WIN: SEPTA Extends Late Night Weekend Subway Service Indefinitely Thanks To Citizen Advocacy

That's Conrad on the right. Photo creds to instagrammer @faymeproblems pictured on the left.

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Yesterday SEPTA announced that they would continue 24-hour weekend train service for the Broad Street Line Subway and Market-Frankford El indefinitely. This comes after months of testing initiated, in part, by a petition I started in February asking SEPTA to reinstate 24/7 train service for the city’s two biggest transit arteries. The petition received thousands of signatures in just a few weeks time. SEPTA answered by testing the service on Friday and Saturday nights. And riders showed up in droves. The summertime trial period SEPTA originally promised was extended through November. In a post here at This Old City I asked why not just extend the trial indefinitely? That's exactly what was announced yesterday.

As SEPTA’s General Manager Joseph M. Casey cheered on their website, "Late night customers have proven, by riding in record numbers each weekend that this is service they want.” 

Popularity with the service was compelling enough for SEPTA to change their schedules permanently.

This is a huge, huge win for SEPTA (for SEPTA’s future), for the city’s business community, and most importantly for the people. And it shows us that in a city that’s rapidly changing, our civic duty has never been more important. So what does this mean? A commenter to my Instagram post last night celebrating SEPTA’s announcement helped put it all in perspective for me: "As a public sector employee, with some time in transit, I encourage you not to underestimate what a big deal this is. You in many ways turned the proverbial ocean liner. Kudos.” - @szaaron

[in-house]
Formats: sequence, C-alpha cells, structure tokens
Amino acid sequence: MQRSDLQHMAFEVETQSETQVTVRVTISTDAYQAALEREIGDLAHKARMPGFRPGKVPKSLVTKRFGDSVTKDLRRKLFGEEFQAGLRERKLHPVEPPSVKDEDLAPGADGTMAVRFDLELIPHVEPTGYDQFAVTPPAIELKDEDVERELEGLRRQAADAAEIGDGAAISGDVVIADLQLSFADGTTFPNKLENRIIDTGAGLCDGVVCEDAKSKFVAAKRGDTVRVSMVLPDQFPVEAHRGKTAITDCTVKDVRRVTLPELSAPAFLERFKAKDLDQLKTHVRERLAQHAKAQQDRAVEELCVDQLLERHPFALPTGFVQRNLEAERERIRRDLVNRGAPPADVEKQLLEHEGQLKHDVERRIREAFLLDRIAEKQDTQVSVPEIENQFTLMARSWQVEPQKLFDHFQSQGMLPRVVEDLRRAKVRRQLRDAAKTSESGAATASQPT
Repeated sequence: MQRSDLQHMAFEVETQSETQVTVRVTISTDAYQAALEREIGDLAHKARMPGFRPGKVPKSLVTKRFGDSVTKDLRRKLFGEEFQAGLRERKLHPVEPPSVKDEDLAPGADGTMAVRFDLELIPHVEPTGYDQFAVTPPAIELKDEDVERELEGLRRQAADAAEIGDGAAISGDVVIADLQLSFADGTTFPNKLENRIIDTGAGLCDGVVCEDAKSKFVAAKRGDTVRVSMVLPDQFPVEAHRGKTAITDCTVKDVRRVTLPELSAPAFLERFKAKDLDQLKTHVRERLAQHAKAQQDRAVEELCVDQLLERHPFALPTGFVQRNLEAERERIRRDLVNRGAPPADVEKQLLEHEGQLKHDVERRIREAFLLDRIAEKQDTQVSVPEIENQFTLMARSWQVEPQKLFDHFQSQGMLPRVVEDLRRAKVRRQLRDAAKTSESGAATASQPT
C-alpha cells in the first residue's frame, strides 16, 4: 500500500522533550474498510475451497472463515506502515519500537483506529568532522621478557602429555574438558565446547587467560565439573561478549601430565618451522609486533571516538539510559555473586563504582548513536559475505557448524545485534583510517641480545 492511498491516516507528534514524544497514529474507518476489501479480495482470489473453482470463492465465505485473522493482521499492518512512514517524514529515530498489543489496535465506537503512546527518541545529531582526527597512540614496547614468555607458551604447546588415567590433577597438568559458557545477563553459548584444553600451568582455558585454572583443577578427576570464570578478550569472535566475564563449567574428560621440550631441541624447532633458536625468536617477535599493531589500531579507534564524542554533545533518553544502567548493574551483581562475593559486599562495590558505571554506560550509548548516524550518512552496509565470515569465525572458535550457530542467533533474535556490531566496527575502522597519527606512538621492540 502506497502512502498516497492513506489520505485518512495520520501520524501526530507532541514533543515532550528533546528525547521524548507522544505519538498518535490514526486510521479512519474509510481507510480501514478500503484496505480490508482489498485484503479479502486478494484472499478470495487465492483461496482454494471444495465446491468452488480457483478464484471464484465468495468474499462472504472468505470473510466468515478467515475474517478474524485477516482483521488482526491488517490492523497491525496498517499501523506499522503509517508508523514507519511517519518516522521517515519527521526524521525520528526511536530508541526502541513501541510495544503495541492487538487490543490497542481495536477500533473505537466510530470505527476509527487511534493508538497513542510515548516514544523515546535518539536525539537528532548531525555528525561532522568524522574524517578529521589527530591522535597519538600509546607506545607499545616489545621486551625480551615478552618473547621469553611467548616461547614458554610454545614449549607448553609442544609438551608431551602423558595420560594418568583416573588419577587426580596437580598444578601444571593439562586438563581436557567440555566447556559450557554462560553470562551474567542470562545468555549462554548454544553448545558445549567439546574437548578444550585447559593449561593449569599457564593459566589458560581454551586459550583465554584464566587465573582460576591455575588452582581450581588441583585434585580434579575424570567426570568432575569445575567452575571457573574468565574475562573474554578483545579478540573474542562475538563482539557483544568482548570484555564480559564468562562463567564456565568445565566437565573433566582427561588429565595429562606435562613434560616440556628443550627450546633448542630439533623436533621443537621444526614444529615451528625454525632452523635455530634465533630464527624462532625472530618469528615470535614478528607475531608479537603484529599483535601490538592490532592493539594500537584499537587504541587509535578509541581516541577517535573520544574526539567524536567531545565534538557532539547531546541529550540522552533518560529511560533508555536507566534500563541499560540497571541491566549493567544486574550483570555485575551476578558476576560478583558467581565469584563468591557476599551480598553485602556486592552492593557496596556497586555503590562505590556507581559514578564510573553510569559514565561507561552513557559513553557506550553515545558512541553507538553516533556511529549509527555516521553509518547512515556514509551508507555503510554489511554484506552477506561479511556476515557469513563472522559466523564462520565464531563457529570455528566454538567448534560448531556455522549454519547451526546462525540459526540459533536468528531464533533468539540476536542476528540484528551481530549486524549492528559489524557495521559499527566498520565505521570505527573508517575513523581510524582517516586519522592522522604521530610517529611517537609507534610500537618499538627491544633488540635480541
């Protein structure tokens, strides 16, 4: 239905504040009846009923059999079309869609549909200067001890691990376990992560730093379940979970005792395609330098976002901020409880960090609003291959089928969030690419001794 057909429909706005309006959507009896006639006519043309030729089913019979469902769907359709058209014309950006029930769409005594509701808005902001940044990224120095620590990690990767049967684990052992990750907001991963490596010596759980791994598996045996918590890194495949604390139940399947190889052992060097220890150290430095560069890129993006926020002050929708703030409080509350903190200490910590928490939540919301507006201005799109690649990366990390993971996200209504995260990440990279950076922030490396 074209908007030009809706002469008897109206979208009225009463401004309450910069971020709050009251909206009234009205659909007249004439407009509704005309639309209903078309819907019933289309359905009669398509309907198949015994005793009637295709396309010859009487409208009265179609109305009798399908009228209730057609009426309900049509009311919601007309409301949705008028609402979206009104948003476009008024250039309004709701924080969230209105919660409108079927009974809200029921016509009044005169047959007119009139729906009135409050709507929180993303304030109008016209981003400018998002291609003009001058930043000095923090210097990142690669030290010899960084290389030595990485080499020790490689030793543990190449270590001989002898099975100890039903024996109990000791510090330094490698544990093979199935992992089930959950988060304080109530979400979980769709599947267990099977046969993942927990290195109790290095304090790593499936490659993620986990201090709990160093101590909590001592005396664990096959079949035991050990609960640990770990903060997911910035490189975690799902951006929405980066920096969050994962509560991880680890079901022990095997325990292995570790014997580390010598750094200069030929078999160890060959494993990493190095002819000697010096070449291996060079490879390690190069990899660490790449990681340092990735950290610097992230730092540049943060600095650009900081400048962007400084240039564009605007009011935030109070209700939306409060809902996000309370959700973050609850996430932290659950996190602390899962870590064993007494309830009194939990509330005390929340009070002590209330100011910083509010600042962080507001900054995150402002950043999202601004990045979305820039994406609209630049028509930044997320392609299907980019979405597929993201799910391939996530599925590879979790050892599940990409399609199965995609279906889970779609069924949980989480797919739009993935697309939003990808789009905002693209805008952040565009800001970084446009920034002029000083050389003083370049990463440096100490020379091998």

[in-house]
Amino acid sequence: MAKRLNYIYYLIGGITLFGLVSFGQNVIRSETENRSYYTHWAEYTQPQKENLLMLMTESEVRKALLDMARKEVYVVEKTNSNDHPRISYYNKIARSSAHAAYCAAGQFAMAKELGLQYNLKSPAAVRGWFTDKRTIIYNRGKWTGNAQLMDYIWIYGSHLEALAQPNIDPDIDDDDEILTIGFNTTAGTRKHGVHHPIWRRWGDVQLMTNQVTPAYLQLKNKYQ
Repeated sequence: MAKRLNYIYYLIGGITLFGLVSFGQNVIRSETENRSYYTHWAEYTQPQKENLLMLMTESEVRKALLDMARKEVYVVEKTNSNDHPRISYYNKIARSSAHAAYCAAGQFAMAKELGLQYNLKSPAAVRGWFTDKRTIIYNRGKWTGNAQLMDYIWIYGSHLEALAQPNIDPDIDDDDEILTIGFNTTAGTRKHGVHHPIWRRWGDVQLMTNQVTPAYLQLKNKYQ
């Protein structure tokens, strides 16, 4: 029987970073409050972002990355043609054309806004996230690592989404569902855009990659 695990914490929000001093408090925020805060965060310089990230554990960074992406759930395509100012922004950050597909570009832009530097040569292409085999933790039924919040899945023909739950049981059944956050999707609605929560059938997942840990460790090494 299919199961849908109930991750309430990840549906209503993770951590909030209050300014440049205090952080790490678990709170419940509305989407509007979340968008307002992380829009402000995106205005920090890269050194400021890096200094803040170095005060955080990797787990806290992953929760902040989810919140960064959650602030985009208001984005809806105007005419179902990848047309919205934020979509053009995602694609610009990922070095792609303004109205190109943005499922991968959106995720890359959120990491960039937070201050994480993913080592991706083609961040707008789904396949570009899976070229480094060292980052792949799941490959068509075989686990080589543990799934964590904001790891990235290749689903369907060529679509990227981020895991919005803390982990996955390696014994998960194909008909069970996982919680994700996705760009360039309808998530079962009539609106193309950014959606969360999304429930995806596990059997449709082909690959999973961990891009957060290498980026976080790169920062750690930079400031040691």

Now What’s Next? 

SEPTA is listening. The organization which has seen its fair share of criticisms over the years seems to be more open than ever to listening to commuters. And social media has made is easier than ever for commuters to tell SEPTA exactly what they want. In the wake of my petition and the attention it received from both Philly media and SEPTA alike, others started to call for extended late-night services across SEPTA’s network, and for more frequent Regional Rail services.

Taking advantage of online petitions like these, and championing them through social media, can help citizens leverage our collective voices and play a big role in enacting positive change in a city that’s changing by the day. I encourage more people to stand up and put out their ideas for how to make Philadelphia an even better place to live. 

Philadelphia, like all cities, is going to change no matter what. Help make it change into a better place for you.

Last Updated: Sunday, 12 October 2014 @ 23.06
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